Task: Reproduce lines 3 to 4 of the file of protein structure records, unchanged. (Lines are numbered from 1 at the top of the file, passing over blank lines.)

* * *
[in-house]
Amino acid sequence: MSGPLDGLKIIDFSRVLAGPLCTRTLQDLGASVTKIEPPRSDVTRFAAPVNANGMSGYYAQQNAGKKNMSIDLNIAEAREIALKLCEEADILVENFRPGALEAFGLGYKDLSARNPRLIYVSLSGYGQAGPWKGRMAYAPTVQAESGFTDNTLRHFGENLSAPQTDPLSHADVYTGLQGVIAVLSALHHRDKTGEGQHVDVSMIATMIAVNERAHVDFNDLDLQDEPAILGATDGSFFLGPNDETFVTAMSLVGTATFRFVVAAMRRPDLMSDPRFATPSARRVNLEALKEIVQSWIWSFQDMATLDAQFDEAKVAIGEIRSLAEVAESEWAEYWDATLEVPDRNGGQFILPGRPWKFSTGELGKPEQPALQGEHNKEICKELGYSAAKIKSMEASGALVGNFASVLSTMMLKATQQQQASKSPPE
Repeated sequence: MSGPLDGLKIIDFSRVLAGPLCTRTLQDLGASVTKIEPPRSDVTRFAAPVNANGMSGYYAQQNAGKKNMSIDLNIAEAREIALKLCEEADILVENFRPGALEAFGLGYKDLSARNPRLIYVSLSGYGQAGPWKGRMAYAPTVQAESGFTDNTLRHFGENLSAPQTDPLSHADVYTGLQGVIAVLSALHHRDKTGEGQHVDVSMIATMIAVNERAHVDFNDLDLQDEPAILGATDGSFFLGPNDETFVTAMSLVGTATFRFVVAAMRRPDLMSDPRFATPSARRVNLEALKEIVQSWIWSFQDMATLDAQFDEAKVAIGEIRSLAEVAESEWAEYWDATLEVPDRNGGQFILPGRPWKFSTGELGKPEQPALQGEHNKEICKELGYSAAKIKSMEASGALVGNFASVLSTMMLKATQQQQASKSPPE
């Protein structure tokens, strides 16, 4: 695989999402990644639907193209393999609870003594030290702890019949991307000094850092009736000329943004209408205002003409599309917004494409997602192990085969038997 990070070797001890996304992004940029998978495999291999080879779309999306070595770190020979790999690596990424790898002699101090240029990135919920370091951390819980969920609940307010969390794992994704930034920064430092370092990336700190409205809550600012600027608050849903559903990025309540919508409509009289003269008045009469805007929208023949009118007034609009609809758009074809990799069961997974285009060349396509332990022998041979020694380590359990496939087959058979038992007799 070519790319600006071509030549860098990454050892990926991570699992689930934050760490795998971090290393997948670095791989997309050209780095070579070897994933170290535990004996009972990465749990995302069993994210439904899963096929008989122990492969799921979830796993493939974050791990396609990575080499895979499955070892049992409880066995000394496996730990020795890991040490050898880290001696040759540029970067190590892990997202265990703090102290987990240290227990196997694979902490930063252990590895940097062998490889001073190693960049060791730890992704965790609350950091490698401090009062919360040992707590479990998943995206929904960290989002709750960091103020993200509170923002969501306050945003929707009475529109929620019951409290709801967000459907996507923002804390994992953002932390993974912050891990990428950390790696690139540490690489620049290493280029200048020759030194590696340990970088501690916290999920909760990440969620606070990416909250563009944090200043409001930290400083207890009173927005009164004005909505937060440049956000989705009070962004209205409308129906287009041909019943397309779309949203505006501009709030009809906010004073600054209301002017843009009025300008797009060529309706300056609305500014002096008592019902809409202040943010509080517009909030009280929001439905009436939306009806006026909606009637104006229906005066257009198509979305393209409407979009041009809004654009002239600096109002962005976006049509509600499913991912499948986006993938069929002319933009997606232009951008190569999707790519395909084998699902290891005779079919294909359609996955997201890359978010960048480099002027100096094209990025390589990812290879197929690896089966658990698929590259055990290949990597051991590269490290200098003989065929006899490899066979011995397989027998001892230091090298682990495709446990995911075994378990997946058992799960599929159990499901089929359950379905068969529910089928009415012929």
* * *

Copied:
Repeated sequence: MSGPLDGLKIIDFSRVLAGPLCTRTLQDLGASVTKIEPPRSDVTRFAAPVNANGMSGYYAQQNAGKKNMSIDLNIAEAREIALKLCEEADILVENFRPGALEAFGLGYKDLSARNPRLIYVSLSGYGQAGPWKGRMAYAPTVQAESGFTDNTLRHFGENLSAPQTDPLSHADVYTGLQGVIAVLSALHHRDKTGEGQHVDVSMIATMIAVNERAHVDFNDLDLQDEPAILGATDGSFFLGPNDETFVTAMSLVGTATFRFVVAAMRRPDLMSDPRFATPSARRVNLEALKEIVQSWIWSFQDMATLDAQFDEAKVAIGEIRSLAEVAESEWAEYWDATLEVPDRNGGQFILPGRPWKFSTGELGKPEQPALQGEHNKEICKELGYSAAKIKSMEASGALVGNFASVLSTMMLKATQQQQASKSPPE
């Protein structure tokens, strides 16, 4: 695989999402990644639907193209393999609870003594030290702890019949991307000094850092009736000329943004209408205002003409599309917004494409997602192990085969038997 990070070797001890996304992004940029998978495999291999080879779309999306070595770190020979790999690596990424790898002699101090240029990135919920370091951390819980969920609940307010969390794992994704930034920064430092370092990336700190409205809550600012600027608050849903559903990025309540919508409509009289003269008045009469805007929208023949009118007034609009609809758009074809990799069961997974285009060349396509332990022998041979020694380590359990496939087959058979038992007799 070519790319600006071509030549860098990454050892990926991570699992689930934050760490795998971090290393997948670095791989997309050209780095070579070897994933170290535990004996009972990465749990995302069993994210439904899963096929008989122990492969799921979830796993493939974050791990396609990575080499895979499955070892049992409880066995000394496996730990020795890991040490050898880290001696040759540029970067190590892990997202265990703090102290987990240290227990196997694979902490930063252990590895940097062998490889001073190693960049060791730890992704965790609350950091490698401090009062919360040992707590479990998943995206929904960290989002709750960091103020993200509170923002969501306050945003929707009475529109929620019951409290709801967000459907996507923002804390994992953002932390993974912050891990990428950390790696690139540490690489620049290493280029200048020759030194590696340990970088501690916290999920909760990440969620606070990416909250563009944090200043409001930290400083207890009173927005009164004005909505937060440049956000989705009070962004209205409308129906287009041909019943397309779309949203505006501009709030009809906010004073600054209301002017843009009025300008797009060529309706300056609305500014002096008592019902809409202040943010509080517009909030009280929001439905009436939306009806006026909606009637104006229906005066257009198509979305393209409407979009041009809004654009002239600096109002962005976006049509509600499913991912499948986006993938069929002319933009997606232009951008190569999707790519395909084998699902290891005779079919294909359609996955997201890359978010960048480099002027100096094209990025390589990812290879197929690896089966658990698929590259055990290949990597051991590269490290200098003989065929006899490899066979011995397989027998001892230091090298682990495709446990995911075994378990997946058992799960599929159990499901089929359950379905068969529910089928009415012929």